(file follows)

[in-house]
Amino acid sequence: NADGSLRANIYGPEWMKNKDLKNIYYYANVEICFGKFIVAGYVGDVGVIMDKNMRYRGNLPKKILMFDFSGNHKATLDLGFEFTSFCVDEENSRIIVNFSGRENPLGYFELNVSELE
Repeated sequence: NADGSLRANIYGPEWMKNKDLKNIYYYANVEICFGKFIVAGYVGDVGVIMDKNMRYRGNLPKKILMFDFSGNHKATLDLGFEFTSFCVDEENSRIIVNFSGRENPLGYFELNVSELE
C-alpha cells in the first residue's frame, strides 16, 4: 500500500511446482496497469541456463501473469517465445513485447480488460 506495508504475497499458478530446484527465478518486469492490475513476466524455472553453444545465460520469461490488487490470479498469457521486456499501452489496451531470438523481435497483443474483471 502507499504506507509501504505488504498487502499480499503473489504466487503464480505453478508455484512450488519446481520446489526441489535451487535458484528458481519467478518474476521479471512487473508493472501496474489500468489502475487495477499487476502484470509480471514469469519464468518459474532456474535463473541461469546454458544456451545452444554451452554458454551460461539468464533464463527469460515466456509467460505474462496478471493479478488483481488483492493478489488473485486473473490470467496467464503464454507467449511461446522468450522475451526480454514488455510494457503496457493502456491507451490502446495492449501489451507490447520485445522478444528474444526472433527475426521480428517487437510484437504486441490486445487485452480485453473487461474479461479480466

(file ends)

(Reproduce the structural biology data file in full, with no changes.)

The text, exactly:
[in-house]
Amino acid sequence: NADGSLRANIYGPEWMKNKDLKNIYYYANVEICFGKFIVAGYVGDVGVIMDKNMRYRGNLPKKILMFDFSGNHKATLDLGFEFTSFCVDEENSRIIVNFSGRENPLGYFELNVSELE
Repeated sequence: NADGSLRANIYGPEWMKNKDLKNIYYYANVEICFGKFIVAGYVGDVGVIMDKNMRYRGNLPKKILMFDFSGNHKATLDLGFEFTSFCVDEENSRIIVNFSGRENPLGYFELNVSELE
C-alpha cells in the first residue's frame, strides 16, 4: 500500500511446482496497469541456463501473469517465445513485447480488460 506495508504475497499458478530446484527465478518486469492490475513476466524455472553453444545465460520469461490488487490470479498469457521486456499501452489496451531470438523481435497483443474483471 502507499504506507509501504505488504498487502499480499503473489504466487503464480505453478508455484512450488519446481520446489526441489535451487535458484528458481519467478518474476521479471512487473508493472501496474489500468489502475487495477499487476502484470509480471514469469519464468518459474532456474535463473541461469546454458544456451545452444554451452554458454551460461539468464533464463527469460515466456509467460505474462496478471493479478488483481488483492493478489488473485486473473490470467496467464503464454507467449511461446522468450522475451526480454514488455510494457503496457493502456491507451490502446495492449501489451507490447520485445522478444528474444526472433527475426521480428517487437510484437504486441490486445487485452480485453473487461474479461479480466